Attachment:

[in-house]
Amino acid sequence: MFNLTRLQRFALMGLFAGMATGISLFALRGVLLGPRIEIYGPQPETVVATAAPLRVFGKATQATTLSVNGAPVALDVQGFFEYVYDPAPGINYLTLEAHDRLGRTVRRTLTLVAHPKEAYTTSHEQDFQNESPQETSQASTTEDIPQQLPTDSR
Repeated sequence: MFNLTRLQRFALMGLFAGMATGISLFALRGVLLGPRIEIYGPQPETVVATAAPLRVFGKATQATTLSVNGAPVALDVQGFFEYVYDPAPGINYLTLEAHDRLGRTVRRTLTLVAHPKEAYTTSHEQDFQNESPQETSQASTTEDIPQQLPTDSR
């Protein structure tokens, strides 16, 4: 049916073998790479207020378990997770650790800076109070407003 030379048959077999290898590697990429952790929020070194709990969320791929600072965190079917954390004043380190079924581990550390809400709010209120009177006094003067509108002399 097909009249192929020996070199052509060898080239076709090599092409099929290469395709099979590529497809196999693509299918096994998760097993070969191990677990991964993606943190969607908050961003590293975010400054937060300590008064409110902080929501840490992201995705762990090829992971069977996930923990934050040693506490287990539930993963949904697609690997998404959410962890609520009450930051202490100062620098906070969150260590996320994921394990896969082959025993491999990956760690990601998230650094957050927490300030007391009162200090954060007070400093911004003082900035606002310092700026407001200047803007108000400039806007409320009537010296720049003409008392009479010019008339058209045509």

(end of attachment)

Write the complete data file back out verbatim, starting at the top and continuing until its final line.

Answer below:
[in-house]
Amino acid sequence: MFNLTRLQRFALMGLFAGMATGISLFALRGVLLGPRIEIYGPQPETVVATAAPLRVFGKATQATTLSVNGAPVALDVQGFFEYVYDPAPGINYLTLEAHDRLGRTVRRTLTLVAHPKEAYTTSHEQDFQNESPQETSQASTTEDIPQQLPTDSR
Repeated sequence: MFNLTRLQRFALMGLFAGMATGISLFALRGVLLGPRIEIYGPQPETVVATAAPLRVFGKATQATTLSVNGAPVALDVQGFFEYVYDPAPGINYLTLEAHDRLGRTVRRTLTLVAHPKEAYTTSHEQDFQNESPQETSQASTTEDIPQQLPTDSR
């Protein structure tokens, strides 16, 4: 049916073998790479207020378990997770650790800076109070407003 030379048959077999290898590697990429952790929020070194709990969320791929600072965190079917954390004043380190079924581990550390809400709010209120009177006094003067509108002399 097909009249192929020996070199052509060898080239076709090599092409099929290469395709099979590529497809196999693509299918096994998760097993070969191990677990991964993606943190969607908050961003590293975010400054937060300590008064409110902080929501840490992201995705762990090829992971069977996930923990934050040693506490287990539930993963949904697609690997998404959410962890609520009450930051202490100062620098906070969150260590996320994921394990896969082959025993491999990956760690990601998230650094957050927490300030007391009162200090954060007070400093911004003082900035606002310092700026407001200047803007108000400039806007409320009537010296720049003409008392009479010019008339058209045509």